Second Sunday of Advent


Old Testament

A shoot shall come out from the stock of Jesse,

   and a branch shall grow out of his roots.

The spirit of the Lord shall rest on him,

   the spirit of wisdom and understanding,

   the spirit of counsel and might,

   the spirit of knowledge and the fear of the Lord.

His delight shall be in the fear of the Lord.

He shall not judge by what his eyes see,

   or decide by what his ears hear;

but with righteousness he shall judge the poor,

   and decide with equity for the meek of the earth;

he shall strike the earth with the rod of his mouth,

   and with the breath of his lips he shall kill the wicked.

Righteousness shall be the belt around his waist,

   and faithfulness the belt around his loins.

The wolf shall live with the lamb,

   the leopard shall lie down with the kid,

the calf and the lion and the fatling together,

   and a little child shall lead them.

The cow and the bear shall graze,

   their young shall lie down together;

   and the lion shall eat straw like the ox.

The nursing child shall play over the hole of the asp,

   and the weaned child shall put its hand on the adder’s den.

They will not hurt or destroy

   on all my holy mountain;

for the earth will be full of the knowledge of the Lord

   as the waters cover the sea.

On that day the root of Jesse shall stand as a signal to the peoples; the nations shall inquire of him, and his dwelling shall be glorious.

Isaiah 11:1–10


  Give the king your judgements, O God, •

   and your righteousness to the son of a king.

  Then shall he judge your people righteously •

   and your poor with justice.

  May the mountains bring forth peace, •

   and the little hills righteousness for the people.

  May he defend the poor among the people, •

   deliver the children of the needy and crush the oppressor.

  May he live as long as the sun and moon endure, •

   from one generation to another.

  May he come down like rain upon the mown grass, •

   like the showers that water the earth.

  In his time shall righteousness flourish, •

   and abundance of peace

      till the moon shall be no more.

  Blessed be the Lord, the God of Israel, •

   who alone does wonderful things.

  And blessed be his glorious name for ever. •

   May all the earth be filled with his glory.

Psalm 72


For whatever was written in former days was written for our instruction, so that by steadfastness and by the encouragement of the scriptures we might have hope. May the God of steadfastness and encouragement grant you to live in harmony with one another, in accordance with Christ Jesus, so that together you may with one voice glorify the God and Father of our Lord Jesus Christ.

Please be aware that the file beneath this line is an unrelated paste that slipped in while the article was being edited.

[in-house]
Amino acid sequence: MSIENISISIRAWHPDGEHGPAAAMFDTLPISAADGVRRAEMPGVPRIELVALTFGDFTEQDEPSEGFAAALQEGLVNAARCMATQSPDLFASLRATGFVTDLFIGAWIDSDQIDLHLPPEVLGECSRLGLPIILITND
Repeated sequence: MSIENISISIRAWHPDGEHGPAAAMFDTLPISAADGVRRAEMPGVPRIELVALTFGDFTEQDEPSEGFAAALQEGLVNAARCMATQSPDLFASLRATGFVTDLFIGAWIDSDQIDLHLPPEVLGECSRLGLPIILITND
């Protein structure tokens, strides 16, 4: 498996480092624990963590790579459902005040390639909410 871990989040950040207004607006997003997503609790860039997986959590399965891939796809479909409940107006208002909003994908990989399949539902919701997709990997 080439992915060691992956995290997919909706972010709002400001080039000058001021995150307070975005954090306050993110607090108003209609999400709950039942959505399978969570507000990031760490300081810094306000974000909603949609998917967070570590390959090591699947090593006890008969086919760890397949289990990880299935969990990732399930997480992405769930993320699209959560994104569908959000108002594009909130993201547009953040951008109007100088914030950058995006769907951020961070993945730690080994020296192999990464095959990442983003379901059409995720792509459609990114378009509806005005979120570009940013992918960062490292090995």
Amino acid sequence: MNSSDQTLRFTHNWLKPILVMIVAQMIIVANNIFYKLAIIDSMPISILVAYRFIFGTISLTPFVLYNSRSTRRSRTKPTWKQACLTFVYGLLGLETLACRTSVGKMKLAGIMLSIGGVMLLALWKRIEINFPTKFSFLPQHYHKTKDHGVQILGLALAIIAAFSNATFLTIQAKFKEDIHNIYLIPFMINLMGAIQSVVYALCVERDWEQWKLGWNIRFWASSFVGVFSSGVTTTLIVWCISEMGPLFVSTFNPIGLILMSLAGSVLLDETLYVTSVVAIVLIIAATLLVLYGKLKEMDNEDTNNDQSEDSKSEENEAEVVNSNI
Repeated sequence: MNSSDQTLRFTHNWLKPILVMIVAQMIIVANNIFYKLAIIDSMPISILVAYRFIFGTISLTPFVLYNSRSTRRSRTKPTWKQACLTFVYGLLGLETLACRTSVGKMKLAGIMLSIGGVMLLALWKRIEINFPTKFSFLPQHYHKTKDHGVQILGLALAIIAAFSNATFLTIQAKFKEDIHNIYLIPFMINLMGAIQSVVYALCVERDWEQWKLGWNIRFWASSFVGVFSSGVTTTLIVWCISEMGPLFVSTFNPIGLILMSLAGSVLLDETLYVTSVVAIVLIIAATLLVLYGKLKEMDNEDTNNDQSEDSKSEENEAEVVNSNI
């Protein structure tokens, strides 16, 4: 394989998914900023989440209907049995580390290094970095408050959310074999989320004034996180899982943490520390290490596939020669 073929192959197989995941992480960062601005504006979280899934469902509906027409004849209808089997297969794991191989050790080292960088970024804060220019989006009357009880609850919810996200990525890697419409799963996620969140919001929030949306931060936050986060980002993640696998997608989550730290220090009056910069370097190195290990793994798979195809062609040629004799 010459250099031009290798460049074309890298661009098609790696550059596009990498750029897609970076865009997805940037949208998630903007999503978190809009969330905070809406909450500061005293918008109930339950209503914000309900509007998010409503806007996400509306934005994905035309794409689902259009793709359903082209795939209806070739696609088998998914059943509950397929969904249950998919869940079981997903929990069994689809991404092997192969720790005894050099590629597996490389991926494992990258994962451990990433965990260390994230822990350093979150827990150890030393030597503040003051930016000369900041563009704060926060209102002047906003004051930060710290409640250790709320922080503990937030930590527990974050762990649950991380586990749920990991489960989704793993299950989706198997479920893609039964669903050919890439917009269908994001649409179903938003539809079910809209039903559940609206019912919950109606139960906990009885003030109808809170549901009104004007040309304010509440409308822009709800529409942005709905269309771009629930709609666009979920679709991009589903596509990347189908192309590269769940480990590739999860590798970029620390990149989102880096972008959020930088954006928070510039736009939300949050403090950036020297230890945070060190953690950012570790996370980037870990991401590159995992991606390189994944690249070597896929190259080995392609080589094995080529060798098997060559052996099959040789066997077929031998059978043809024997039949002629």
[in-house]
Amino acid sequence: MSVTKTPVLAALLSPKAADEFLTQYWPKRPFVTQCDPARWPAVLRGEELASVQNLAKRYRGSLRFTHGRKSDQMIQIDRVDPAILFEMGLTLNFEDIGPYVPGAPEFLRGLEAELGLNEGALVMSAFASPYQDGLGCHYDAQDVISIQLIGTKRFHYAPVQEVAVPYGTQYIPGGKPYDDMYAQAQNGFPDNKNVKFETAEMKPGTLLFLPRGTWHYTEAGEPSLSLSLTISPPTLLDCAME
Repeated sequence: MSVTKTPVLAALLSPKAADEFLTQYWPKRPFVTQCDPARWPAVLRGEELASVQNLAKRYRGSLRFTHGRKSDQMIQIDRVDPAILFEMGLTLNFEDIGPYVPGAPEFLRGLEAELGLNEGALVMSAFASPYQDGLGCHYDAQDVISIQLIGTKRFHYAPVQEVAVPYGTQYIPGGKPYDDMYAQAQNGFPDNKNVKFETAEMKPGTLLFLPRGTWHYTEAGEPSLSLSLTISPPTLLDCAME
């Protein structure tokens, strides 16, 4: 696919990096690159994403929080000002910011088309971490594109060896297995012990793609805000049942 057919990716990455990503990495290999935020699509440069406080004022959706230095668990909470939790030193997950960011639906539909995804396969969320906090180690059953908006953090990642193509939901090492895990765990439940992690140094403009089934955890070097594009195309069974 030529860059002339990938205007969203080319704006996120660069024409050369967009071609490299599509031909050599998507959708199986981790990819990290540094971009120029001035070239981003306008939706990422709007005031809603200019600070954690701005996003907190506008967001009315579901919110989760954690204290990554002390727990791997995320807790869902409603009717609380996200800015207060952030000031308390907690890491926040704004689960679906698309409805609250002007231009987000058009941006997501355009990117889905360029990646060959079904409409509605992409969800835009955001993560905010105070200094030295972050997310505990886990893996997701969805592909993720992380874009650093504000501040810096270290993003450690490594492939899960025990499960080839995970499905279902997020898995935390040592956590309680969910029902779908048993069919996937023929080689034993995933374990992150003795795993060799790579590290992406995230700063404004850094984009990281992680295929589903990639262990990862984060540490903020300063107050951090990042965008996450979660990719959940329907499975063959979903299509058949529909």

Welcome one another, therefore, just as Christ has welcomed you, for the glory of God. For I tell you that Christ has become a servant of the circumcised on behalf of the truth of God in order that he might confirm the promises given to the patriarchs, and in order that the Gentiles might glorify God for his mercy. As it is written,

‘Therefore I will confess you among the Gentiles,

   and sing praises to your name’;

and again he says,

‘Rejoice, O Gentiles, with his people’;

and again,

‘Praise the Lord, all you Gentiles,

   and let all the peoples praise him’;

and again Isaiah says,

‘The root of Jesse shall come,

   the one who rises to rule the Gentiles;

in him the Gentiles shall hope.’

May the God of hope fill you with all joy and peace in believing, so that you may abound in hope by the power of the Holy Spirit.

Romans 15:4–13


In those days John the Baptist appeared in the wilderness of Judea, proclaiming, ‘Repent, for the kingdom of heaven has come near.’ This is the one of whom the prophet Isaiah spoke when he said,

‘The voice of one crying out in the wilderness:

“Prepare the way of the Lord,

   make his paths straight.” ’

Now John wore clothing of camel’s hair with a leather belt around his waist, and his food was locusts and wild honey. Then the people of Jerusalem and all Judea were going out to him, and all the region along the Jordan, and they were baptized by him in the river Jordan, confessing their sins.

But when he saw many Pharisees and Sadducees coming for baptism, he said to them, ‘You brood of vipers! Who warned you to flee from the wrath to come? Bear fruit worthy of repentance. Do not presume to say to yourselves, “We have Abraham as our ancestor”; for I tell you, God is able from these stones to raise up children to Abraham. Even now the axe is lying at the root of the trees; every tree therefore that does not bear good fruit is cut down and thrown into the fire.

‘I baptize you with water for repentance, but one who is more powerful than I is coming after me; I am not worthy to carry his sandals. He will baptize you with the Holy Spirit and fire. His winnowing-fork is in his hand, and he will clear his threshing-floor and will gather his wheat into the granary; but the chaff he will burn with unquenchable fire.’

Matthew 3:1–12

Sermon on Second Sunday of Advent

Do we really believe “whatever was written in former days was written for our instruction”? Or are we too cynical nowadays to think that whatever we read is instructive? Is it all written to cajole us into one thing or another? That “whatever is written down” is trying to lead us into one particular course of action?

But, hold on, that is not what Paul is telling us, is it? Let’s look at the culture of the time. Books were held in high regard. The written document was something that the ancients turned to as a ‘lamp to their feet’ as the bible says somewhere. The houses of the Roman world were not full of books. Letters, the odd sheet of paper and books (what were scrolls and bundles of paper) did not decorate their houses as they do ours. Rather, all these manuscripts were locked away in the treasury. We have to remember only the most important things were preserved on their paper. The chain libraries – where books were chained to their shelves – speak to the value of books until quite recently, until volume marketing of the paperback, I suppose.